We’ve had some exciting developments in our family lately. After many years of no contact with any of Journey’s birth family, we are now talking to Journey’s biological aunt. This first contact may lead to other contacts. We don’t know yet. And we are prepared to take it slow.
Journey is very happy about the contact. She will finally be able to see someone who looks like her. Oh, yes, I forgot to mention that we have plans to visit this new relative in December as well.
Open adoption – as it was taught to me – is about giving your child a sense of history and identity. It’s supposed to answer questions like: Who do I look like? Why was I given away? What is my medical history? What is my ethnicity and race? What sorts of talents and abilities do people who share my gene pool have? Where did I get my temperament?
But in my experience, open adoption is about so much more. It’s about reminding me of my role. I am the nurturer and provider. I am the daily presence. But I am not the source of everything parental. Birth parents provide other essential pieces of the parental puzzle.
What wasn’t explained to me in those early adoption workshops was that open adoption would provide me with a whole new set of people to love and cherish. My kids’ bio-relatives feel like my kin too. They are my forever friends. We are bonded through the children we share, but we also have our own relationships based on shared experiences and mutual respect.
Journey’s new contact with a birth family member has had an effect on Becton. As you might imagine, it has reminded him that his is a closed adoption. Becton said, “I am the only one left” who doesn’t have contact with birth family. Months ago, we found Becton’s birth mother on Facebook. He and I looked at her together and saw her resemblance to him. I messaged her, but she did not respond. We discovered an address for her. But when I suggested – in Journey’s presence – that we “ride by” the address, Journey quickly shook her head and said, “You can’t stalk her, Mom.” She is right, of course. Becton knows that we have to wait for her to be ready to contact us.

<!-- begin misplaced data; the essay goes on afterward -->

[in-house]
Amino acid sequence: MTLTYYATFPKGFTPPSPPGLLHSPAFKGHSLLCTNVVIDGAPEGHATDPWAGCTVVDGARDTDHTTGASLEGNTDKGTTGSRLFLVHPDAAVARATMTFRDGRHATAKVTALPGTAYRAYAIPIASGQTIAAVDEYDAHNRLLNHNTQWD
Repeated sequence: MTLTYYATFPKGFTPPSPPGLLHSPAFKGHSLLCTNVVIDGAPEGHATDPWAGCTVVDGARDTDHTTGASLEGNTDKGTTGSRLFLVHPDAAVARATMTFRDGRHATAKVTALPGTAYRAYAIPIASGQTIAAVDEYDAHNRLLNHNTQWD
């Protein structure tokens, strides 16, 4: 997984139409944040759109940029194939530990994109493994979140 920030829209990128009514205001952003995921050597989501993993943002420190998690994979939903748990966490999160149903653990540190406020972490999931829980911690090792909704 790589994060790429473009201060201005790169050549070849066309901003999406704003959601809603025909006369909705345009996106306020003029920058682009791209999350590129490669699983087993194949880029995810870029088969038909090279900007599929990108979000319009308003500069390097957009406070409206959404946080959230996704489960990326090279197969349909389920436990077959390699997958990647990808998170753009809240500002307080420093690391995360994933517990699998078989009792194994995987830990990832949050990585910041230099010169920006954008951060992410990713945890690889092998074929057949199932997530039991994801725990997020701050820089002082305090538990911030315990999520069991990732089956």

But what if Becton’s first mother isn’t ready before he is grown? I thought about this today and suddenly felt panicked. “If Becton is an adult and finds her, she will be Becton’s family and not mine.” That sounds so selfish. But, I admit, I have grown very fond of having these connections to birth family and knowing I have a role to play…
Many of us have recently survived another Thanksgiving with our extended families. For some of us, these gatherings are a blessing, while, for others, family get-togethers are more stressful. I put myself in the “blessing camp.” However, this year, I was aware, once again, that my parents, siblings, and their biological children all possess a certain set of qualities that run in my family. We are a serious, intelligent, contemplative, and rather tame crowd.
My older two children fit into the Patton clan with a fair amount of ease. They are polite and conversational when spoken to. Emily is socially mature for her age.
K.J.’s aptitude for following the rules and playing congenially with his cousins is much admired.
However, my younger children are wired a different way. Skye was not with us this year, but Journey and Becton displayed their propensities for being emotional and loud.
They make certain members of my family of origin uncomfortable at times. As much as I try not to be defensive — it bugs me. I love my family, but I sometimes want to scream: “Loosen up! Let them be who they are -– DIFFERENT than Pattons. Appreciate their uniqueness. Admire their spirit…”
This brings me back to the question: Who is open adoption for? It is for all of us. It is for my children, but it is also for John and me, our children’s birth relatives, AND for our extended families. At its best, it can open us all up to see the beauty of diversity in human beings. It can make us all more accepting and loving. And, God knows, we all need more of that.